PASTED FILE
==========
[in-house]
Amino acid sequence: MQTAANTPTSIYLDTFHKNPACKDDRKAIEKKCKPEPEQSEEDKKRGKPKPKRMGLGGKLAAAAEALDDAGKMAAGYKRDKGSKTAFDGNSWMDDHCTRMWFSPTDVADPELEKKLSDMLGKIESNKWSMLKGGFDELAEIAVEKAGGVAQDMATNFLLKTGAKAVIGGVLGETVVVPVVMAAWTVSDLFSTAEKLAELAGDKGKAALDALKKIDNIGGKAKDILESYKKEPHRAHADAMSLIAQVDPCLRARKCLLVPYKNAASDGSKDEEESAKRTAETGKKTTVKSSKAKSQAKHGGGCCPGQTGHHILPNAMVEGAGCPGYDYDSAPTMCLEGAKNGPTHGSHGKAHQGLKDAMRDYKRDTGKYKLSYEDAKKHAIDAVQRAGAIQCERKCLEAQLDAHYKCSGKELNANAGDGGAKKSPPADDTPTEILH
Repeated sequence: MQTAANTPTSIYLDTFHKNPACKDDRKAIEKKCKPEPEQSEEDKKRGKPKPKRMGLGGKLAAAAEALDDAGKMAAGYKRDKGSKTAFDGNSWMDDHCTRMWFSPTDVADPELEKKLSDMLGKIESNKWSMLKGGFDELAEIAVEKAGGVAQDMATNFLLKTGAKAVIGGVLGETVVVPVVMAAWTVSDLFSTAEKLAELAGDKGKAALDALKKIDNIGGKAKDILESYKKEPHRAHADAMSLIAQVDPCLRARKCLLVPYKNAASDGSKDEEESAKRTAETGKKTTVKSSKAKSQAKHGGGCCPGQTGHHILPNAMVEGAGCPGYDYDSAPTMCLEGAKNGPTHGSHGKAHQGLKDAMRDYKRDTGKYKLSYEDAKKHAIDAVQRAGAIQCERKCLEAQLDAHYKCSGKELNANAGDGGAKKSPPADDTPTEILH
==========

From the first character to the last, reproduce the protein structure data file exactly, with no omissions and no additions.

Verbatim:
[in-house]
Amino acid sequence: MQTAANTPTSIYLDTFHKNPACKDDRKAIEKKCKPEPEQSEEDKKRGKPKPKRMGLGGKLAAAAEALDDAGKMAAGYKRDKGSKTAFDGNSWMDDHCTRMWFSPTDVADPELEKKLSDMLGKIESNKWSMLKGGFDELAEIAVEKAGGVAQDMATNFLLKTGAKAVIGGVLGETVVVPVVMAAWTVSDLFSTAEKLAELAGDKGKAALDALKKIDNIGGKAKDILESYKKEPHRAHADAMSLIAQVDPCLRARKCLLVPYKNAASDGSKDEEESAKRTAETGKKTTVKSSKAKSQAKHGGGCCPGQTGHHILPNAMVEGAGCPGYDYDSAPTMCLEGAKNGPTHGSHGKAHQGLKDAMRDYKRDTGKYKLSYEDAKKHAIDAVQRAGAIQCERKCLEAQLDAHYKCSGKELNANAGDGGAKKSPPADDTPTEILH
Repeated sequence: MQTAANTPTSIYLDTFHKNPACKDDRKAIEKKCKPEPEQSEEDKKRGKPKPKRMGLGGKLAAAAEALDDAGKMAAGYKRDKGSKTAFDGNSWMDDHCTRMWFSPTDVADPELEKKLSDMLGKIESNKWSMLKGGFDELAEIAVEKAGGVAQDMATNFLLKTGAKAVIGGVLGETVVVPVVMAAWTVSDLFSTAEKLAELAGDKGKAALDALKKIDNIGGKAKDILESYKKEPHRAHADAMSLIAQVDPCLRARKCLLVPYKNAASDGSKDEEESAKRTAETGKKTTVKSSKAKSQAKHGGGCCPGQTGHHILPNAMVEGAGCPGYDYDSAPTMCLEGAKNGPTHGSHGKAHQGLKDAMRDYKRDTGKYKLSYEDAKKHAIDAVQRAGAIQCERKCLEAQLDAHYKCSGKELNANAGDGGAKKSPPADDTPTEILH